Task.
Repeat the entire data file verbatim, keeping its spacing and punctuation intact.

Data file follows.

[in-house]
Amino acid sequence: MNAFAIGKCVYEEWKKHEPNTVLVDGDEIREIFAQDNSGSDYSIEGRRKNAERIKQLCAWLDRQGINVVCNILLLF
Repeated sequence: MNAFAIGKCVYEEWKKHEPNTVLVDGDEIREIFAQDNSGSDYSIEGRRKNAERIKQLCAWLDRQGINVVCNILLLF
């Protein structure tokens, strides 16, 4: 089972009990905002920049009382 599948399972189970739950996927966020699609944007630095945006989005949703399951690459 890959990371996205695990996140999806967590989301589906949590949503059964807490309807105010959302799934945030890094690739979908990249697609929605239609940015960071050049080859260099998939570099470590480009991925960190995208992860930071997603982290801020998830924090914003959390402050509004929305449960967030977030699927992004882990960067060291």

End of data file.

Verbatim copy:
[in-house]
Amino acid sequence: MNAFAIGKCVYEEWKKHEPNTVLVDGDEIREIFAQDNSGSDYSIEGRRKNAERIKQLCAWLDRQGINVVCNILLLF
Repeated sequence: MNAFAIGKCVYEEWKKHEPNTVLVDGDEIREIFAQDNSGSDYSIEGRRKNAERIKQLCAWLDRQGINVVCNILLLF
């Protein structure tokens, strides 16, 4: 089972009990905002920049009382 599948399972189970739950996927966020699609944007630095945006989005949703399951690459 890959990371996205695990996140999806967590989301589906949590949503059964807490309807105010959302799934945030890094690739979908990249697609929605239609940015960071050049080859260099998939570099470590480009991925960190995208992860930071997603982290801020998830924090914003959390402050509004929305449960967030977030699927992004882990960067060291």